Connected Fitness: What is left behind in the multimodal approach to fitness?

3 min readMay 3, 2022


With the connected gym equipment industry expected to grow to $1.048 billion by 2023, hybrid fitness has permanently changed our fitness experiences — and will only grow along with our connections to others in-person. And it couldn’t come at a better time as we come out of a pandemic with a larger-than-ever emphasis on personal health.

But look a little closer at hybrid fitness and you’ll see something new emerge, something that is bigger than just the category of fitness. It’s a new way of approaching consumer experiences. It’s what we call a multimodal approach.

What is “multimodal”?

Let’s break it down. The venue for fitness used to exist mainly in the physical. Gyms and studios were a destination for people looking to get a workout in, and with them brought routine, sensory stimulation, social communities and expertise. Today, we have additional modes in addition to the physical — digital, social and hybrid with even gyms adapting to outdoor programming during the pandemic. This is multimodal.

“Never has there been more consumer-centric demand for exercise options that accommodate a user anytime or anywhere,” says Sherrill Kaplan, Chief Digital Officer at Planet Fitness. “Gyms are a place to gather, interact with other humans, feel like a member of a community and take advantage of a variety of workout options and a plethora of equipment. Today, within that in-person experience, consumers more than ever also rely on digital platforms, content, devices, guidance, tracking, support and data to guide and measure their fitness journey. Therefore, the ultimate workout experience melds both the physical and the digital worlds.”

The multimodal approach is taking shape as the future of fitness, and there are implications for businesses and consumers. Just look at the history.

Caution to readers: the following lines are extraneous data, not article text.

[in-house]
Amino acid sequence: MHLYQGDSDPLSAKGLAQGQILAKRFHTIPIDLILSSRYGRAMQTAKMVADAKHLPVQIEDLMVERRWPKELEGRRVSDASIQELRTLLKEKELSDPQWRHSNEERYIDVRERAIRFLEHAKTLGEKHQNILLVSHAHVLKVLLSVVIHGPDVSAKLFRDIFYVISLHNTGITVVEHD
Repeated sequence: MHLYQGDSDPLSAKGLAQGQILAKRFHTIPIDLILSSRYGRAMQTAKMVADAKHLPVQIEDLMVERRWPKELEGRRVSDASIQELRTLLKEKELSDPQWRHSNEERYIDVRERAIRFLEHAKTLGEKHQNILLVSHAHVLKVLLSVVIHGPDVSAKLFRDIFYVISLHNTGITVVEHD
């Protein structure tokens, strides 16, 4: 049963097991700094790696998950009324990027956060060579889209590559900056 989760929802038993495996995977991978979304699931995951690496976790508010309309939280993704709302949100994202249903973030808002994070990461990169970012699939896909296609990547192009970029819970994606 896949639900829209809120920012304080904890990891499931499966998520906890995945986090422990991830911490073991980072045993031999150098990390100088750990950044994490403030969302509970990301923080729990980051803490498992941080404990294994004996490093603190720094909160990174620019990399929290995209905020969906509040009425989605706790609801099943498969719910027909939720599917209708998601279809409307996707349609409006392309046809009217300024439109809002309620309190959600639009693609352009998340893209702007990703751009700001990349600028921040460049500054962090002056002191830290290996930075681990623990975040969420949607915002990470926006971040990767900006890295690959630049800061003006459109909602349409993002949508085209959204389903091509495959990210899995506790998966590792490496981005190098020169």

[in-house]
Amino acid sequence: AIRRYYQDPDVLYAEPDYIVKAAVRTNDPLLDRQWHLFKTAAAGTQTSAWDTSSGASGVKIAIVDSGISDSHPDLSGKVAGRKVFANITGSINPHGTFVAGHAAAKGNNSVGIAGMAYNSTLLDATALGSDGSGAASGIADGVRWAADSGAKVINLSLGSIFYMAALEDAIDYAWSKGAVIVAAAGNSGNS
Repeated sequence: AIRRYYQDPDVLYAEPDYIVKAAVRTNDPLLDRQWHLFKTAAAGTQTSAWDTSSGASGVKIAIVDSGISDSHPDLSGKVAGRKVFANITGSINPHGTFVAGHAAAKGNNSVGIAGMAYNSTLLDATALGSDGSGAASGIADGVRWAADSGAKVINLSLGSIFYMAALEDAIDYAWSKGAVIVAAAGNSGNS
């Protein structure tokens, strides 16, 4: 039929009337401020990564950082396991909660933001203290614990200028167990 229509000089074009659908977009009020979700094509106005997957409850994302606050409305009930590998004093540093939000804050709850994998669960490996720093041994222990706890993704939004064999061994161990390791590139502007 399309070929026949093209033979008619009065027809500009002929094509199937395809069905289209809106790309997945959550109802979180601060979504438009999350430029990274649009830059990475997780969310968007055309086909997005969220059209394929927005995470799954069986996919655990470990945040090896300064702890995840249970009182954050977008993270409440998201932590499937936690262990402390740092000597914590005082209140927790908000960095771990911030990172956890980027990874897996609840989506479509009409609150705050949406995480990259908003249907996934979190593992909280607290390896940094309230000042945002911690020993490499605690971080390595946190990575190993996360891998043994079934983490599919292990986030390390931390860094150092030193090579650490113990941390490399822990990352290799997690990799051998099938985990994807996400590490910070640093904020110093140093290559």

A closer look at the context.

Where exactly does multimodal fitness come from? The Apple health platform, which serves as a hub for activity, sleep, health records and lab, was an early driver of the trend of more connected ecosystems, as opposed to one-off fitness solutions. The Apple health kit opens more possibilities with the integrating of apps, kicking off a surge in not just fitness-focused users but app creators and founders. Enter: Waterminder, Lifesum, 8Fit, Sleep Cycle, iFertracker, iHealth MyVitals, Garmin Connect, Google Fit, Headspace, Strava, and more. From maximizing time and tools, to engineering self-improvement, consumers started gravitating towards this ‘do everything space’, where fitness and wellness converged through technology and were bolstered by social media.

Simultaneously, we’ve already seen a clear shift in mentality amongst the workforce when it comes to the office. After the pandemic accelerated remote solutions and made working-from-home part of a routine, it raised the question of whether or not a physical workplace was still relevant. Conversations regarding the gym are not dissimilar. The argument of returning to an office isn’t rooted in if we need a place to sit and type on a laptop, it is centered on how vital having a physical space to collaborate, share resources and build culture is to the success of a company.

For many of their members, Planet Fitness says the front door can be the heaviest weight at the gym. Therefore, the integration of digital has become a great gateway, or even, barrier-remover for their target audience. So if the accessibility of fitness apps and products means we aren’t virtual-only as much as we’ve become ‘virtual-first or virtually-paired,’ then many tech devices that share in the remote, connected fitness economy have become central to not just our workout routines, but also our sense of community.

So for brands that are either in the business of fitness offerings or business of digital innovation, the bottom line is that there is no longer either, or. Today’s consumer is in a third space — one we’re calling multimodal — which merges the best of both.

This piece was written by Huge Executive Creative Director Matt Hexemer.